Even though the internet has been widely available for over two decades now, we are still learning about it. For a long time, people didn’t understand how digital services and data work. On the plus side, users are becoming more aware of how their data is being used online.
Naturally, they want to protect themselves as best as they can. Sadly, not many people know how harmful social media can be for data privacy.
People often use multiple social networks daily. Everyone shares a lot of personal information on social media, and there is a lot of room for abuse and misuse of this information. You need to understand where the dangers are coming from and how to protect your data.
Why Social Media Data Privacy is Important
Ever since social media became a thing, there have been several cases of major data breaches. The most influential scandal is the case of Facebook and Cambridge Analytica. In this case, the private data of thousands of social media users was collected on false claims and used for political campaigns. While this example is the most notorious, there are many privacy concerns surrounding social media.
A lot of big data organizations have been going through social media. Their goal is to collect information about users for the purpose of advertisement. Cambridge Analytica is just one of those examples.
In many cases, all of the public information that people share is available to companies on the platform and the firms that own the social network. At the same time, a variety of services and apps that work on social media collect user information daily.
But it’s not just about those large scandals that go into the public. Each individual needs to protect their data as best as they can. Who knows how many examples there are of people losing their private data on social media that we haven’t even heard of?
Most Common Data Security Threats on Social Media
Each social media is different, but security threats come in similar forms. However, not all threats are the same, and they come at people from different angles.
Fake or dangerous content
Fake social media apps and quizzes are very often the places where it all starts. First of all, there are fun and quirky apps that collect your personal information. Most users agree to this without considering it. On the other hand, there are also fake apps that have viruses.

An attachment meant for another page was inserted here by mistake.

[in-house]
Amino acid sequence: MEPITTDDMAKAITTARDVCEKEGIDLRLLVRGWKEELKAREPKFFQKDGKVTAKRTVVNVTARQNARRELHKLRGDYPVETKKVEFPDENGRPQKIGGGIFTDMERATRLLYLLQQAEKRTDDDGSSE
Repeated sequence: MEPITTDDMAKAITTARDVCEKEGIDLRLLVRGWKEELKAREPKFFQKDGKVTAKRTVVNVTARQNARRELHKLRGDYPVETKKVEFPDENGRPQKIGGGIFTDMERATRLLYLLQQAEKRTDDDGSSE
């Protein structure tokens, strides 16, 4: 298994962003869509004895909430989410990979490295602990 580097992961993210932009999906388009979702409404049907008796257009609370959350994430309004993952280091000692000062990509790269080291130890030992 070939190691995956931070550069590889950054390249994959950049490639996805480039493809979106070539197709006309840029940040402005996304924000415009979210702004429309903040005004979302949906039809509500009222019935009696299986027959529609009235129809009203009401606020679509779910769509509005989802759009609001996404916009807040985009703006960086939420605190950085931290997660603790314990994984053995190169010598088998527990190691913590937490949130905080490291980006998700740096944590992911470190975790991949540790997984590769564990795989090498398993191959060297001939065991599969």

Phishing is a type of scam where someone presents themselves as a company or some sort of professional. They send out links to social media that have malicious content or ask for passwords and account information.
Many companies and individuals on social media use fake events, rewards, and giveaways to gather people’s information. They will often fish for likes, comments, but also email addresses and other personal information.
People often feel too relaxed with social media. They often post personal information like their full names, date of birth, places they live, phone numbers, places they are visiting, and so on. With all of this information, a hacker can quickly learn more about you and steal your identity. Additionally, many experts have recommended avoiding posting content in real-time.
How to Protect Your Data on Social Media
The good thing is that, with a bit of effort, everyone can protect their data on social media. Here are some things you can do.
Learn to recognize clickbait
Beware of third-party apps, ads, and posts with hyper-amazing titles. If you see something like “win $500 right away,” stay clear of it. Nobody is going to give you anything for free; it’s all just clickbait. Learn how to recognize these posts.
Don’t post personal information on social media
Don’t post your personal information of any kind. Also, make sure to think twice before posting photos. If you show your whereabouts too often, you might become a target for cybercriminals.
Use a VPN
A Virtual Private Network is a safety tool that gives you more privacy when going online. It encrypts your connection and makes it difficult for someone to see your data. At the same time, a VPN hides your IP address, preventing IP-based tracking. While it won’t necessarily make you 100% anonymous online, traffic encryption and IP-masking halt many attempts to track you online.
Keep account information to a minimum
All social media networks let you adjust your account information. Don’t include your email, phone number, place of work, home address, school, or any personal information.
Turn off location sharing
When your location-sharing is turned off, the social network and the apps within it will track your movement. It will make it easier for someone to know where you are moving in the real world. At the same time, this will trigger more advertisements for you.
In the end, remember to create a strong password and an email dedicated to your social media account. Don’t use a single email for social media, work, and personal needs. Separate all of them to keep your data separate into multiple places.